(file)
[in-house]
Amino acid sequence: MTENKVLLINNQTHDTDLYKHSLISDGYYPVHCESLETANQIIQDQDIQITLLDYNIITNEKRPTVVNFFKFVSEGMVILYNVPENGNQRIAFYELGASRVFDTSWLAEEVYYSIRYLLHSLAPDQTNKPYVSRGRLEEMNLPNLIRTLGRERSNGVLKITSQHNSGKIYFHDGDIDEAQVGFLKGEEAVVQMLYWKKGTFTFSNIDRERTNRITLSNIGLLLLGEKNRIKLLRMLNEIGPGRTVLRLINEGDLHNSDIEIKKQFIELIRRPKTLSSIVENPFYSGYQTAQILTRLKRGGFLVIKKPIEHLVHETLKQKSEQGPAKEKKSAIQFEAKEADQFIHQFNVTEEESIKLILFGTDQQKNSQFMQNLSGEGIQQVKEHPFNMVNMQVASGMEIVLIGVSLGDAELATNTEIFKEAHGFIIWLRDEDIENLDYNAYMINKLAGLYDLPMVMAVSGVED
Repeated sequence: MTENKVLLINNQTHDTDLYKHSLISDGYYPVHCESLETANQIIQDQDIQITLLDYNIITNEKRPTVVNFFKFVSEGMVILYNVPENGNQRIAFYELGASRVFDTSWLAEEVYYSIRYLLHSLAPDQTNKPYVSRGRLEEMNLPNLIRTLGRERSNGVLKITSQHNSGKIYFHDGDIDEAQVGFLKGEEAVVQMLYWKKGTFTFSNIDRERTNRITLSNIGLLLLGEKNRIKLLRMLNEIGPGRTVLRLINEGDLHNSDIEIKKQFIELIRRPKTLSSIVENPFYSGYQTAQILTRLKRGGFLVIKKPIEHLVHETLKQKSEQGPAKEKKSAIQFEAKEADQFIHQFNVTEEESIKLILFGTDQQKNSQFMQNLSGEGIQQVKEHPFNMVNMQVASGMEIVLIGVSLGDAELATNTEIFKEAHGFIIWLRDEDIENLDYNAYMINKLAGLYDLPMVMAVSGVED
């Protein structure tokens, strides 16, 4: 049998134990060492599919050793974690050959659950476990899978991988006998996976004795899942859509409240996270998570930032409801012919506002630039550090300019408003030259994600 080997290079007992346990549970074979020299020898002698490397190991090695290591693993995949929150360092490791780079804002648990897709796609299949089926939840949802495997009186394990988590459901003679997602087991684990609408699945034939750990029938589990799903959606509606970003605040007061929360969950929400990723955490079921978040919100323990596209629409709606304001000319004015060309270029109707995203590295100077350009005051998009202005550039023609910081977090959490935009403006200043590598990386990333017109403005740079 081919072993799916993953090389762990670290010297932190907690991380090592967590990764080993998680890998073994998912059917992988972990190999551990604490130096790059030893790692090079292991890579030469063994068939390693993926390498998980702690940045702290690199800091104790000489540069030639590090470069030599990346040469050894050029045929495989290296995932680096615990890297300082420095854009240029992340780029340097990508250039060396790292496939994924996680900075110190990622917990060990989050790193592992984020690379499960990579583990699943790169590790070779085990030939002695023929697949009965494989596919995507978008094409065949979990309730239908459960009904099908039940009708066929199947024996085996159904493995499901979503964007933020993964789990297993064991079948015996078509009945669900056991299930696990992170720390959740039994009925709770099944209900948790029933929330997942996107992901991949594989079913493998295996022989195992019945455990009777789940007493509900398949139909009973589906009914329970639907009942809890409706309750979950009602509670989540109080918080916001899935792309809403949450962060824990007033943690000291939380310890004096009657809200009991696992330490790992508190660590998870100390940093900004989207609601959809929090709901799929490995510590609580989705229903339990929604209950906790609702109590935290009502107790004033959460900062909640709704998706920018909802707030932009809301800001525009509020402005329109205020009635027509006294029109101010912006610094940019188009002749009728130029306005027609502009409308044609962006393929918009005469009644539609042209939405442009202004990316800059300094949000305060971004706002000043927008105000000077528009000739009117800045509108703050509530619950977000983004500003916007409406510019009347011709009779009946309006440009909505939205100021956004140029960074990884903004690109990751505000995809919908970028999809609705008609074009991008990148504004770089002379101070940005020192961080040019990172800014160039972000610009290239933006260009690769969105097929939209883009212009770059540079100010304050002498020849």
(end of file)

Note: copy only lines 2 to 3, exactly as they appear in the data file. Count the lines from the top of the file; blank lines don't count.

Amino acid sequence: MTENKVLLINNQTHDTDLYKHSLISDGYYPVHCESLETANQIIQDQDIQITLLDYNIITNEKRPTVVNFFKFVSEGMVILYNVPENGNQRIAFYELGASRVFDTSWLAEEVYYSIRYLLHSLAPDQTNKPYVSRGRLEEMNLPNLIRTLGRERSNGVLKITSQHNSGKIYFHDGDIDEAQVGFLKGEEAVVQMLYWKKGTFTFSNIDRERTNRITLSNIGLLLLGEKNRIKLLRMLNEIGPGRTVLRLINEGDLHNSDIEIKKQFIELIRRPKTLSSIVENPFYSGYQTAQILTRLKRGGFLVIKKPIEHLVHETLKQKSEQGPAKEKKSAIQFEAKEADQFIHQFNVTEEESIKLILFGTDQQKNSQFMQNLSGEGIQQVKEHPFNMVNMQVASGMEIVLIGVSLGDAELATNTEIFKEAHGFIIWLRDEDIENLDYNAYMINKLAGLYDLPMVMAVSGVED
Repeated sequence: MTENKVLLINNQTHDTDLYKHSLISDGYYPVHCESLETANQIIQDQDIQITLLDYNIITNEKRPTVVNFFKFVSEGMVILYNVPENGNQRIAFYELGASRVFDTSWLAEEVYYSIRYLLHSLAPDQTNKPYVSRGRLEEMNLPNLIRTLGRERSNGVLKITSQHNSGKIYFHDGDIDEAQVGFLKGEEAVVQMLYWKKGTFTFSNIDRERTNRITLSNIGLLLLGEKNRIKLLRMLNEIGPGRTVLRLINEGDLHNSDIEIKKQFIELIRRPKTLSSIVENPFYSGYQTAQILTRLKRGGFLVIKKPIEHLVHETLKQKSEQGPAKEKKSAIQFEAKEADQFIHQFNVTEEESIKLILFGTDQQKNSQFMQNLSGEGIQQVKEHPFNMVNMQVASGMEIVLIGVSLGDAELATNTEIFKEAHGFIIWLRDEDIENLDYNAYMINKLAGLYDLPMVMAVSGVED